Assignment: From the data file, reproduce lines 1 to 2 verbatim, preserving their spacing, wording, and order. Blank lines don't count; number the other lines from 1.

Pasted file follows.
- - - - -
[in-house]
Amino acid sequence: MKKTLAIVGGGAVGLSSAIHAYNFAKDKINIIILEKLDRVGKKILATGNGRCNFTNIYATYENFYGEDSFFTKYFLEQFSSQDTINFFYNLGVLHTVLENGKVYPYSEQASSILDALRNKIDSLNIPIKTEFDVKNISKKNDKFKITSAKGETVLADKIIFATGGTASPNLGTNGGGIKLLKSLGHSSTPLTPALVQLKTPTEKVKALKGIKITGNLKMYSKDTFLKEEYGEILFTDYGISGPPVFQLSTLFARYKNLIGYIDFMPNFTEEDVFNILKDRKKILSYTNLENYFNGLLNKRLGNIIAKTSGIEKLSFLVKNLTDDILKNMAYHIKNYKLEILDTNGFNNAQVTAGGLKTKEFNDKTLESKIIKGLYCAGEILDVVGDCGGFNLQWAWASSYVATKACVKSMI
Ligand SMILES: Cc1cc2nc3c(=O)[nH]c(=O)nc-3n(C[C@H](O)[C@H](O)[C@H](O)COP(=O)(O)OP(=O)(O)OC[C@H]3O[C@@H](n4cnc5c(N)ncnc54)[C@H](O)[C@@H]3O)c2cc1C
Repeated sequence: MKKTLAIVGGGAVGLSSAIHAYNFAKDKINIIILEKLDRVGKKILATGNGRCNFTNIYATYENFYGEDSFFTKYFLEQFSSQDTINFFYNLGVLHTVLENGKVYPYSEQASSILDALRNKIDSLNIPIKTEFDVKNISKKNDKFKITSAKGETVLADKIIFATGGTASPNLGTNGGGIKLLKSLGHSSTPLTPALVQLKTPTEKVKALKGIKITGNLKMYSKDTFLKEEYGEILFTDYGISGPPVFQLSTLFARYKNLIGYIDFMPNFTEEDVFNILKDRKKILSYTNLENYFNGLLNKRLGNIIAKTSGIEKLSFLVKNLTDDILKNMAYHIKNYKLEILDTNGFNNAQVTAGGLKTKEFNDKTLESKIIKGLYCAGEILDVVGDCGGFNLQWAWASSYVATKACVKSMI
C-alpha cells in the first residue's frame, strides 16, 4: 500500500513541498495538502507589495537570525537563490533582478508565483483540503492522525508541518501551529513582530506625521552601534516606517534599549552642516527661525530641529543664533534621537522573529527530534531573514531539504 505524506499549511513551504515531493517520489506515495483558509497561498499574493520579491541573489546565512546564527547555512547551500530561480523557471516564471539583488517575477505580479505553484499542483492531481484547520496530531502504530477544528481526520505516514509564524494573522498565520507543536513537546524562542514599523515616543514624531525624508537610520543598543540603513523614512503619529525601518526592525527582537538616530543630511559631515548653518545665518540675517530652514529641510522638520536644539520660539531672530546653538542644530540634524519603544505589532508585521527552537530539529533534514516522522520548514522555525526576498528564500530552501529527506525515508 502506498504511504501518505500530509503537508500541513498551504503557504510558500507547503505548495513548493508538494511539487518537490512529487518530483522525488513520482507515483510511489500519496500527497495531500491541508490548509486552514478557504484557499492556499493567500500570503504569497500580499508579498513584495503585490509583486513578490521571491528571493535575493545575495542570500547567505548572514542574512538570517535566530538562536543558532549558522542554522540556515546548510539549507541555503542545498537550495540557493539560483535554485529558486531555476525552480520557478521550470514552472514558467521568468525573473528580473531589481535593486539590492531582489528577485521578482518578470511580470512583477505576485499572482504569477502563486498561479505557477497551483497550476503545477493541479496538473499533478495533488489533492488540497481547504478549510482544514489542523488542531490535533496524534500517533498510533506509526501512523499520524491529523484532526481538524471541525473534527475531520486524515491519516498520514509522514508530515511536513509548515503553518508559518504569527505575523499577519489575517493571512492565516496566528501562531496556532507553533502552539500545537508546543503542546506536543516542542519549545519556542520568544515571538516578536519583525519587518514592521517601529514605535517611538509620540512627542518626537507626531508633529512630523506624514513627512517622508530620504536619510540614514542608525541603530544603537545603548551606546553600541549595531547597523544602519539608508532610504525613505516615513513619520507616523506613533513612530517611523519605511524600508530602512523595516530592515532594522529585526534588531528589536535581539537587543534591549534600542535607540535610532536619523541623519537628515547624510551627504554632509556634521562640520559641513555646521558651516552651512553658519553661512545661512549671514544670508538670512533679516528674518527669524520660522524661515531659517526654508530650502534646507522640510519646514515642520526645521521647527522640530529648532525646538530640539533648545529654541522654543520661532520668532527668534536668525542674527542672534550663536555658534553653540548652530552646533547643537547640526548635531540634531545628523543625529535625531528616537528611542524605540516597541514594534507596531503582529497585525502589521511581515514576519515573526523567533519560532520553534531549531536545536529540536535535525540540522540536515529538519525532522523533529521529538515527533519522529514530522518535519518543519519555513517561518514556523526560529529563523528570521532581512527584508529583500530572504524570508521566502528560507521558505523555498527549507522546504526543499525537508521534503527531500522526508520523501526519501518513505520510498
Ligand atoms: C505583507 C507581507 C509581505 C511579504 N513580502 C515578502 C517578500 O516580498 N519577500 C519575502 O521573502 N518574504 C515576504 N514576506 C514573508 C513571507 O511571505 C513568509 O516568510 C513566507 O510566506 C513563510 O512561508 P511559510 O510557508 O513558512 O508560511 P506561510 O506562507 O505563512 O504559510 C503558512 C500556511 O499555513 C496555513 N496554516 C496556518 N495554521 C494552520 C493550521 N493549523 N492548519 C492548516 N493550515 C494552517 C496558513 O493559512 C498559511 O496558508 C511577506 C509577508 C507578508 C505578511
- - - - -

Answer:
[in-house]
Amino acid sequence: MKKTLAIVGGGAVGLSSAIHAYNFAKDKINIIILEKLDRVGKKILATGNGRCNFTNIYATYENFYGEDSFFTKYFLEQFSSQDTINFFYNLGVLHTVLENGKVYPYSEQASSILDALRNKIDSLNIPIKTEFDVKNISKKNDKFKITSAKGETVLADKIIFATGGTASPNLGTNGGGIKLLKSLGHSSTPLTPALVQLKTPTEKVKALKGIKITGNLKMYSKDTFLKEEYGEILFTDYGISGPPVFQLSTLFARYKNLIGYIDFMPNFTEEDVFNILKDRKKILSYTNLENYFNGLLNKRLGNIIAKTSGIEKLSFLVKNLTDDILKNMAYHIKNYKLEILDTNGFNNAQVTAGGLKTKEFNDKTLESKIIKGLYCAGEILDVVGDCGGFNLQWAWASSYVATKACVKSMI